FREETOWN (Reuters) - Religious leaders in Sierra Leone criticised the government’s handling of an Ebola outbreak that has killed 194 people in the West Africa country, saying a lack of information was prompting rural communities to shun medical help.
Bishop John Yambasu, chairman of an interfaith task force, said he was “seriously disappointed” the government had failed to declare a public health emergency and pump more resources into the fight against Ebola, which has infected 400 people in the country during a regional epidemic.
The World Health Organisation (WHO) said last week that Ebola had killed 603 people in total in Sierra Leone and neighbouring Guinea and Liberia since February, the world’s deadliest outbreak of the disease.
The highest number of deaths in recent weeks had been recorded in Sierra Leone, the WHO said. It warned of resistance from remote rural communities to allowing access to doctors amid fears that outsiders were spreading the disease.
“Every day in this country the number of new cases is increasing. To us as religious leaders that is unacceptable,” Yambasu, head of the United Methodist Church of Sierra Leone, told Reuters. He said the government was too concerned by the “political connotations” of declaring an emergency.
Health Minister Miatta Kargbo has said the Ebola outbreak is “a serious matter” but has not reached emergency levels.
Amid a lack of funds to fight the outbreak, dozens of laboratory technicians at Sierra Leone’s only Ebola-testing facility went on strike last week over a $20 monthly risk premium which they were promised but never paid.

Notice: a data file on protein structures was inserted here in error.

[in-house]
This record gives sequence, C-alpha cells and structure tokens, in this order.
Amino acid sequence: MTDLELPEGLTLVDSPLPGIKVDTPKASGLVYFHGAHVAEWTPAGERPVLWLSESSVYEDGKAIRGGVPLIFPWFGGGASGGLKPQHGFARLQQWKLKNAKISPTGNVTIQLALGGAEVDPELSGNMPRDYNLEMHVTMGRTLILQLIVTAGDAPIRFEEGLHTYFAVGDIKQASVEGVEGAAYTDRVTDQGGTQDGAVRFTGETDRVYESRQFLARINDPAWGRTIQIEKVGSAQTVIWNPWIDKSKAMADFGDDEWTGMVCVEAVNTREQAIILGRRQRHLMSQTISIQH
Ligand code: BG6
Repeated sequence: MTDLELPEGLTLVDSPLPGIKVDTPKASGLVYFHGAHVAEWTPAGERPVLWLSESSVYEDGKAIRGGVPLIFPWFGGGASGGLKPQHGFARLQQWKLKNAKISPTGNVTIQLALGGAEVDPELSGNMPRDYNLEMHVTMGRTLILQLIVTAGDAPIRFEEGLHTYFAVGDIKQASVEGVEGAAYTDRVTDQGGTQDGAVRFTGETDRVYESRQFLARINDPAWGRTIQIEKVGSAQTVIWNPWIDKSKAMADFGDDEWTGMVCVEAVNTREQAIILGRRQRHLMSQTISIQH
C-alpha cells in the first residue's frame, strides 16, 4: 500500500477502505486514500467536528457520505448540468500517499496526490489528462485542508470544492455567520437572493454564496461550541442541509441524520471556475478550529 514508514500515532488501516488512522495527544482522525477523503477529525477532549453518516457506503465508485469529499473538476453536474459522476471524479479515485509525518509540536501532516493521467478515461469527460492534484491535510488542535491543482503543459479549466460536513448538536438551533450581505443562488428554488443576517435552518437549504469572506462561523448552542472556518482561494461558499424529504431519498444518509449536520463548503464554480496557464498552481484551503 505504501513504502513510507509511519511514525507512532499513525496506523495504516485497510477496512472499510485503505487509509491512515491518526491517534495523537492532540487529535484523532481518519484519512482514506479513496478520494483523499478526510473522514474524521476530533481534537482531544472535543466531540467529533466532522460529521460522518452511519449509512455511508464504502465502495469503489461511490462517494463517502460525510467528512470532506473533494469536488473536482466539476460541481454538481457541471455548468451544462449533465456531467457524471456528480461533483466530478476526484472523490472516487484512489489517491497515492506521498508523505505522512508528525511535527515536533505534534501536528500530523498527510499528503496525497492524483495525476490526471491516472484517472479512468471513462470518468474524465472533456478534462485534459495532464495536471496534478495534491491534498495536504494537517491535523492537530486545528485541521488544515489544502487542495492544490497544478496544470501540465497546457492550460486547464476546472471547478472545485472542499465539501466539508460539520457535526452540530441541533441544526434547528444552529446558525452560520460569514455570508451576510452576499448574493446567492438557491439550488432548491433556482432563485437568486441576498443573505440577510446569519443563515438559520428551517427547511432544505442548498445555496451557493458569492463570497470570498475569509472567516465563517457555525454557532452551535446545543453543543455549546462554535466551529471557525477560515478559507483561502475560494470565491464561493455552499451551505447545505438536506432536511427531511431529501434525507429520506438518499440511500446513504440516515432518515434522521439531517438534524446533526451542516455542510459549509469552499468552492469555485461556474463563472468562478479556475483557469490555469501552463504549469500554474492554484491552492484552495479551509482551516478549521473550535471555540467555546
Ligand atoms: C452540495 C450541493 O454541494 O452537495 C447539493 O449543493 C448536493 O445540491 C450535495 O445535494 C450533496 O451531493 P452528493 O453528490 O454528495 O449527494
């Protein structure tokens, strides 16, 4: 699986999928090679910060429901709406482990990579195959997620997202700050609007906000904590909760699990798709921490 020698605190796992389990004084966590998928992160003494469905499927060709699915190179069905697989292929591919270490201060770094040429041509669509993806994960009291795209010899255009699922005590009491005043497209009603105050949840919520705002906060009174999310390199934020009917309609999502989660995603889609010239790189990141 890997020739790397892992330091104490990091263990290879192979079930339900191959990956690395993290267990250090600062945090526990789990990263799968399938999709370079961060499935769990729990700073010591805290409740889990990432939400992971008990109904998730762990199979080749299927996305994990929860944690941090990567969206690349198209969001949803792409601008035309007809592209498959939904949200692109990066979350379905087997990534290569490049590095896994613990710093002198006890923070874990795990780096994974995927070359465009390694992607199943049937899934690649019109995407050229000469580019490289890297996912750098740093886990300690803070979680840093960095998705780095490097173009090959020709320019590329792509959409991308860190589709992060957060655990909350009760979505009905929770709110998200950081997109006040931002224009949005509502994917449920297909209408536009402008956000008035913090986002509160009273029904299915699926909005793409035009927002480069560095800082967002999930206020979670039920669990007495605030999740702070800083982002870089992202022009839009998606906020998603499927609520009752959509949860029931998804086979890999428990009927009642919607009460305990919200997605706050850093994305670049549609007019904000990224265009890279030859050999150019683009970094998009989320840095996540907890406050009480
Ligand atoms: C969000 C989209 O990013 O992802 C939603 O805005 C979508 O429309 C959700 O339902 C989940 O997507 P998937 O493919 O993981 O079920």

Ebola causes fever, vomiting, bleeding and diarrhoea and was first detected in Democratic Republic of Congo in the mid-1970s. Spread through contact with blood and bodily fluids, it is one of the deadliest viruses, killing up to 90 percent of those infected, and has no known cure.
Yambasu said that in Kailahun in eastern Sierra Leone - the epicentre of the outbreak - locals had dug trenches to bar ambulances and police from accessing their communities. Many locals regard being taken to an isolation ward as a death sentence.
“It is likely that people are dying in the bush” due to lack of information about the disease, he said, adding that leaving those infected in their communities was encouraging the virus to spread.
Yambasu said religious leaders would preach in their churches and mosques for a change of attitude towards the disease and would visit the centre of the outbreak and call for change.
Sierra Leone’s religious leaders played a leading role in ending a brutal 1991-2002 civil war.
“It is as a result of our experiences of the past that we have invited ourselves into this Ebola struggle,” he said.
Reporting by Umaru Fofana; Editing by Daniel Flynn and Susan Fenton